The eastern indigo snake has not been seen in the Apalachicola Bluffs and Ravines Preserve for more than 35 years.
The Florida Fish and Wildlife Conservation Commission, in coordination with the Orianne Center For Indigo Conservation (OCIC) and the Nature Conservancy have released 20 eastern indigo snakes (Drymarchon corais couperi) into the Apalachicola Bluffs and Ravines Preserve, a location where the snake hasn’t been seen in more than 35 years.
Michelle Hoffman of Central Florida Zoo's Orianne Center for Indigo Conservation gets ready to release an indigo snake to the Conservancy's Apalachicola Bluffs and Ravines Preserve.
"The Nature Conservancy manages the property, and they have worked for many years to restore this habitat to the wonderful longleaf pine ecosystem that is now present," the Orianne Center For Indigo Conservation wrote on its Facebook page. "Eastern indigo snakes were not seen on the property since 1982, with the exception of last year with the first release in this 10-year reintroduction project."
Have you heard? Our team helped release 20 eastern indigo snakes at the Apalachicola Bluffs and Ravines Preserve in northwest Florida. The snakes were bred and raised at OCIC. Michelle Hoffman, Deputy Director, explains in this video. #SavingSpecies Video by Andy Wraithmell / FWC Thanks to our many partners: The Nature Conservancy, MyFWC, Auburn University, U.S. Fish and Wildlife Service, Joseph W. Jones Ecological Research Center, Gulf Power Company, Southern Company through the @National Fish and Wildlife Foundation, and the Fish & Wildlife Foundation of Florida.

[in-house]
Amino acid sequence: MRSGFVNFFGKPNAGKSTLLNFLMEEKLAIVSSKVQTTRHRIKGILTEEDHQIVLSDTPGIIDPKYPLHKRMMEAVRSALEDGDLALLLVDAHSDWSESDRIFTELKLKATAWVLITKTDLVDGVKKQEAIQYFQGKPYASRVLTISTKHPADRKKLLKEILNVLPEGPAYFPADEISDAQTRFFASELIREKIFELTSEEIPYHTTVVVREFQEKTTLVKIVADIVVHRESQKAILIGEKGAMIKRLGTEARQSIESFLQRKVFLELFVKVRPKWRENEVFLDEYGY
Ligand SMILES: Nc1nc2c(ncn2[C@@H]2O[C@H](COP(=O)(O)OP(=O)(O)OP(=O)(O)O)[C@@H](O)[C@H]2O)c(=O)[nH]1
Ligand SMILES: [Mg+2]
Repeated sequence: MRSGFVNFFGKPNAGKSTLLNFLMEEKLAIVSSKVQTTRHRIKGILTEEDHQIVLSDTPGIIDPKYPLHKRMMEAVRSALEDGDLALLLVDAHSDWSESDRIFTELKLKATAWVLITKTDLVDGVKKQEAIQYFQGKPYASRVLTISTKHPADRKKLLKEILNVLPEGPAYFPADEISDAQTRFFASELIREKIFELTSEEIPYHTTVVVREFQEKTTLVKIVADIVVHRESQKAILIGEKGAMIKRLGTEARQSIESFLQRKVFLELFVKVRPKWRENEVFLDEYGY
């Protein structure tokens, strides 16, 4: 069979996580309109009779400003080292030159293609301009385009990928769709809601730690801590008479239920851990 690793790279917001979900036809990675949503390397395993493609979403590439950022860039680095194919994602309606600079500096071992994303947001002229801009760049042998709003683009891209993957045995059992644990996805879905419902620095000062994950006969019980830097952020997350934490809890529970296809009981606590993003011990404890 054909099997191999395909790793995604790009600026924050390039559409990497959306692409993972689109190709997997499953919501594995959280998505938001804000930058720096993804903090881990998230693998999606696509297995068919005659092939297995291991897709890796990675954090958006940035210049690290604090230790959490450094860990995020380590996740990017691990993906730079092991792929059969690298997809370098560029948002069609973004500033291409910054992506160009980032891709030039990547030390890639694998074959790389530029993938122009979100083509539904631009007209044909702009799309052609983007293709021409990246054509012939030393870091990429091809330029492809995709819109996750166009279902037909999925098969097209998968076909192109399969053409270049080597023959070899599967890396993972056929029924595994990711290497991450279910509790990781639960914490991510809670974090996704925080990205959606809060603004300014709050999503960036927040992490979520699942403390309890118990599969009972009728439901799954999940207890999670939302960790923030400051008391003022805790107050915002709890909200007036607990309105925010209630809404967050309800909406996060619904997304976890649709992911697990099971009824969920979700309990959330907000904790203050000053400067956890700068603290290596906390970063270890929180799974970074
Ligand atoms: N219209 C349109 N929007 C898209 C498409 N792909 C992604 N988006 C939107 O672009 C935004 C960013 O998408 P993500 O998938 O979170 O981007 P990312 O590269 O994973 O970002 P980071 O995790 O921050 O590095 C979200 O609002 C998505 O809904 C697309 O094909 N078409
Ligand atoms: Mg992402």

Posted by Orianne Center For Indigo Conservation on Tuesday, July 24, 2018
As the location was restored, the habitat became better suited to the survival of the snake and the other species that call the preserve home.
"The eastern indigo snake prefers high dry sandy habitat, preferably where you would find gopher tortoises," Michelle Hoffman, Deputy Director of the OCIC said in a video showcasing the release. "They actually use gopher tortoise burrows, they live alongside gopher tortoises and go down into the burrows when it gets too cold and also too hot."
"We actually raise them for about two years before they are released into the wild," Hoffman said.
The OCIC last year released 12 indigo snakes into the Apalachicola Bluffs and Ravines Preserve. The captive-bred snakes are all fitted with radio transmitters to monitor their whereabouts and to determine how they are using the habitat in which they were released.
The eastern indigo snake is the longest native snake in the United States, sometimes reaching more than 8 feet in length. The snake is a federally threatened species and certain restrictions are in place with regard to possessing them. A member of the Colubridae family, indigo snakes feed on a variety of animals, including small mammals, amphibians, birds, lizards, baby turtles, and other snakes, including every species of venomous snake found in Florida.